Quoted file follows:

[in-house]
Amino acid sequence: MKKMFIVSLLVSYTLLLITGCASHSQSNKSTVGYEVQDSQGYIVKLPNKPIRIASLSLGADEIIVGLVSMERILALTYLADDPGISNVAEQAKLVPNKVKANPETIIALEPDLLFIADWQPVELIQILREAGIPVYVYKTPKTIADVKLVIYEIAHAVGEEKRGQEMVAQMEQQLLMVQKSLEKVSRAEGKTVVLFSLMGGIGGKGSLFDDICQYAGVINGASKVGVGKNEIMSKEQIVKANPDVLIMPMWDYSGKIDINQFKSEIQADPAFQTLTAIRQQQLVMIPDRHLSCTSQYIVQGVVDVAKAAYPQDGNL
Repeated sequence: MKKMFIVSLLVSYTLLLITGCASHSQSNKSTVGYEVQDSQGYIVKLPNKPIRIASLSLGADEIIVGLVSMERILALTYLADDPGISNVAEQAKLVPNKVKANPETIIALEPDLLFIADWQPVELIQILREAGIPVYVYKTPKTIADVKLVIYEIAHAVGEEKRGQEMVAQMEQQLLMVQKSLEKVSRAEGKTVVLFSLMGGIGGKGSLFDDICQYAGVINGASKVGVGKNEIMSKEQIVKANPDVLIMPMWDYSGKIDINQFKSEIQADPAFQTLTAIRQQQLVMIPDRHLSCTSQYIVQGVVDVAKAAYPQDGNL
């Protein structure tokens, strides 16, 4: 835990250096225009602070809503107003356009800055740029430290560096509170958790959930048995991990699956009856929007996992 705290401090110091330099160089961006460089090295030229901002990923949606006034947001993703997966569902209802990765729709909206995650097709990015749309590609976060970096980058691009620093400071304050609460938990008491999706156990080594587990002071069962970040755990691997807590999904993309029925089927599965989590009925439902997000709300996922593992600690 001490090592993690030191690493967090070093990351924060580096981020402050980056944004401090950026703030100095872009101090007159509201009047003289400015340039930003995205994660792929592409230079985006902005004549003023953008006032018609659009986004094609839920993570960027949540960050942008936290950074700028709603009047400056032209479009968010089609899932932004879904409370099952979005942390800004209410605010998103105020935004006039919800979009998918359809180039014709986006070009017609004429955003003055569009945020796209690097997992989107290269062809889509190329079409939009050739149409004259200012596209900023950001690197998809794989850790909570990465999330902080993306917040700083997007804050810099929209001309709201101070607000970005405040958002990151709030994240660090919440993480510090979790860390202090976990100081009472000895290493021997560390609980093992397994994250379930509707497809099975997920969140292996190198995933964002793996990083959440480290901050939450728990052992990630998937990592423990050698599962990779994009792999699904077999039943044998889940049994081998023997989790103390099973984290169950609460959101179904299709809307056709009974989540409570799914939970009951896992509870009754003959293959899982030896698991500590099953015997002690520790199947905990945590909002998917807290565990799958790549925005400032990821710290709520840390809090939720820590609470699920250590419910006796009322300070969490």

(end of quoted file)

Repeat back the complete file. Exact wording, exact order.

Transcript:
[in-house]
Amino acid sequence: MKKMFIVSLLVSYTLLLITGCASHSQSNKSTVGYEVQDSQGYIVKLPNKPIRIASLSLGADEIIVGLVSMERILALTYLADDPGISNVAEQAKLVPNKVKANPETIIALEPDLLFIADWQPVELIQILREAGIPVYVYKTPKTIADVKLVIYEIAHAVGEEKRGQEMVAQMEQQLLMVQKSLEKVSRAEGKTVVLFSLMGGIGGKGSLFDDICQYAGVINGASKVGVGKNEIMSKEQIVKANPDVLIMPMWDYSGKIDINQFKSEIQADPAFQTLTAIRQQQLVMIPDRHLSCTSQYIVQGVVDVAKAAYPQDGNL
Repeated sequence: MKKMFIVSLLVSYTLLLITGCASHSQSNKSTVGYEVQDSQGYIVKLPNKPIRIASLSLGADEIIVGLVSMERILALTYLADDPGISNVAEQAKLVPNKVKANPETIIALEPDLLFIADWQPVELIQILREAGIPVYVYKTPKTIADVKLVIYEIAHAVGEEKRGQEMVAQMEQQLLMVQKSLEKVSRAEGKTVVLFSLMGGIGGKGSLFDDICQYAGVINGASKVGVGKNEIMSKEQIVKANPDVLIMPMWDYSGKIDINQFKSEIQADPAFQTLTAIRQQQLVMIPDRHLSCTSQYIVQGVVDVAKAAYPQDGNL
């Protein structure tokens, strides 16, 4: 835990250096225009602070809503107003356009800055740029430290560096509170958790959930048995991990699956009856929007996992 705290401090110091330099160089961006460089090295030229901002990923949606006034947001993703997966569902209802990765729709909206995650097709990015749309590609976060970096980058691009620093400071304050609460938990008491999706156990080594587990002071069962970040755990691997807590999904993309029925089927599965989590009925439902997000709300996922593992600690 001490090592993690030191690493967090070093990351924060580096981020402050980056944004401090950026703030100095872009101090007159509201009047003289400015340039930003995205994660792929592409230079985006902005004549003023953008006032018609659009986004094609839920993570960027949540960050942008936290950074700028709603009047400056032209479009968010089609899932932004879904409370099952979005942390800004209410605010998103105020935004006039919800979009998918359809180039014709986006070009017609004429955003003055569009945020796209690097997992989107290269062809889509190329079409939009050739149409004259200012596209900023950001690197998809794989850790909570990465999330902080993306917040700083997007804050810099929209001309709201101070607000970005405040958002990151709030994240660090919440993480510090979790860390202090976990100081009472000895290493021997560390609980093992397994994250379930509707497809099975997920969140292996190198995933964002793996990083959440480290901050939450728990052992990630998937990592423990050698599962990779994009792999699904077999039943044998889940049994081998023997989790103390099973984290169950609460959101179904299709809307056709009974989540409570799914939970009951896992509870009754003959293959899982030896698991500590099953015997002690520790199947905990945590909002998917807290565990799958790549925005400032990821710290709520840390809090939720820590609470699920250590419910006796009322300070969490």